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Are Radiant Floor Heating Systems Practical for Green Homes?

25 October 2010 24,985 views 2 Comments

Pros & Cons to Radiant Floor Heating Systems-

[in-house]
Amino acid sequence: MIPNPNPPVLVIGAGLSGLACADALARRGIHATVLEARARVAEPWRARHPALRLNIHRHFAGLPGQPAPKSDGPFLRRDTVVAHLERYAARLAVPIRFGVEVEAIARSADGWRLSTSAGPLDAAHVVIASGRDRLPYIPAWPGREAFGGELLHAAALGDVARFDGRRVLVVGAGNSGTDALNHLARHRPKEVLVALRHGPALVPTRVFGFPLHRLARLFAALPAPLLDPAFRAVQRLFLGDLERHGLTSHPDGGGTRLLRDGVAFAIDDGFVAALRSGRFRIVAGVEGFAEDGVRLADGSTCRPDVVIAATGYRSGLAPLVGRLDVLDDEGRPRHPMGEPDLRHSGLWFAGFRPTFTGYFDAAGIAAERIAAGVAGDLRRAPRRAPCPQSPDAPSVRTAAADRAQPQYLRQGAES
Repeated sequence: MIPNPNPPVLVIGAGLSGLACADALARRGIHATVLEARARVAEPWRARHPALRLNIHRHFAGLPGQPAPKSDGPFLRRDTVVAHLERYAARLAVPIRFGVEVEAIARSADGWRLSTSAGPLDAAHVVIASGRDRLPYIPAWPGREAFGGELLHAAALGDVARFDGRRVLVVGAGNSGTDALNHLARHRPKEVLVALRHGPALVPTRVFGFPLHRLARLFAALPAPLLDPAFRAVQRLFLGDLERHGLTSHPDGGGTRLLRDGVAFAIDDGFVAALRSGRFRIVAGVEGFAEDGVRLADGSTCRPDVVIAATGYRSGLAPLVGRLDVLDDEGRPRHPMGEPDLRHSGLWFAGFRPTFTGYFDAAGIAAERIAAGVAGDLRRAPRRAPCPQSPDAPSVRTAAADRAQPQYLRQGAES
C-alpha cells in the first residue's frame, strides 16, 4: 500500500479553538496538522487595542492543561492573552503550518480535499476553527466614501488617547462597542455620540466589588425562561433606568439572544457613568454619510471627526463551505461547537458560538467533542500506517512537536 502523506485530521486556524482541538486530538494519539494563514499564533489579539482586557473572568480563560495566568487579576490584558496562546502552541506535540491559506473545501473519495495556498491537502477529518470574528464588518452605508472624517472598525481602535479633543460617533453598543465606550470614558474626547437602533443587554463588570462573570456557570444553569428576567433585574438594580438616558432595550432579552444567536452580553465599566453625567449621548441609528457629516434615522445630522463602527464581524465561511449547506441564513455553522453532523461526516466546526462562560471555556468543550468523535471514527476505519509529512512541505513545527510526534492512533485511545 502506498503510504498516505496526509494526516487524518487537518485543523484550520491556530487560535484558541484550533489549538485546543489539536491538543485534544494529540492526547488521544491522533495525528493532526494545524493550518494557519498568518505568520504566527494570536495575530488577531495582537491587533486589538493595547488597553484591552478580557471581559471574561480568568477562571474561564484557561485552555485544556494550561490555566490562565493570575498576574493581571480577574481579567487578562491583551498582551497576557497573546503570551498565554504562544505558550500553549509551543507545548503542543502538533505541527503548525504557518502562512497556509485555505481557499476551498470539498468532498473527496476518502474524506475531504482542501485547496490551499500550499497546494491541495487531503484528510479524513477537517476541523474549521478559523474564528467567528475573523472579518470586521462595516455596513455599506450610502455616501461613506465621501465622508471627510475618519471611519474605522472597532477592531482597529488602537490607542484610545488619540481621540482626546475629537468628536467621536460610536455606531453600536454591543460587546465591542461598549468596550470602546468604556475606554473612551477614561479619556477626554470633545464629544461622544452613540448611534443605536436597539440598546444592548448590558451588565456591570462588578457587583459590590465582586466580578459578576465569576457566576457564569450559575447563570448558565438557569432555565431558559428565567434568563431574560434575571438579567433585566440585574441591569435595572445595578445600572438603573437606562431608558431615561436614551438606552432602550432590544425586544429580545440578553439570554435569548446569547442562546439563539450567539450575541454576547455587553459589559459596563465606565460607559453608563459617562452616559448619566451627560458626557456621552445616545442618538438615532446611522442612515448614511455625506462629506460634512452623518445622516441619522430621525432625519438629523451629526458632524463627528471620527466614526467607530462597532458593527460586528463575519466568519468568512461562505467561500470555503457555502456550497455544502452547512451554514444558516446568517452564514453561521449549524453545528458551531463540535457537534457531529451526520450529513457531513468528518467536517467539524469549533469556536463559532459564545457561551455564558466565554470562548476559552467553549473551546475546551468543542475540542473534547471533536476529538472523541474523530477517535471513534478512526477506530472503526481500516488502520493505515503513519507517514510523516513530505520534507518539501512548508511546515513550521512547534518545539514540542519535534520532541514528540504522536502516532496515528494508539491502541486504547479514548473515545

The concept of radiant floor heating dates back thousands of years, originated by none other than the ancient Romans. This form of heating is much more efficient than forced-air systems because no energy is lost through ducts. Additionally, with no moving air, radiant heating can be beneficial for families suffering with indoor allergies. Modern radiant floor heating systems use hydronic (liquid-based) technology, in which warm water circulates through plastic tubing embedded in a floor slab or attached to the underside of sub-flooring. This method is extremely cost-efficient and eco-friendly, in that it requires little electricity to operate. The hydronic systems can also be heated using standard gas, oil or wood-fired boilers, solar water heaters, or any combination of these heat sources. Besides electricity savings and reduced flow of allergens, there are several more benefits to radiant floor heating. According to the Department of Energy, since these systems use much lower temperatures, boiler life can exceed 45 years. Not to mention, this heating alternative is not noisy or obtrusive like traditional forced-air systems. However, while radiant floor heat is compatible with certain buildings, it is not always the best choice. More modern, highly-insulated green homes have a very tight building envelope and much smaller heating capacity, so even a limited amount of heat can cause overheating. This is especially common in buildings with a passive solar gain, as the radiant floor will deliver heat even after solar gain raises the air temperature. Likewise, with a minimal heating load, the radiant slab temperature must be set at no more than a few degrees over room temperature to prevent overheating. These systems aren’t cheap either. The technology and equipment can cost around $10,000 for a typical home. Larry Drake, executive director of the Radiant Panel Association in Loveland, CO, says that the radiant floor heating systems are of much less benefit in high-performance buildings. “The tighter the envelope, the less the amount of savings of a radiant system,” he told EBN. To find out more information on radiant heat flooring, visit EnergySavers.Gov.

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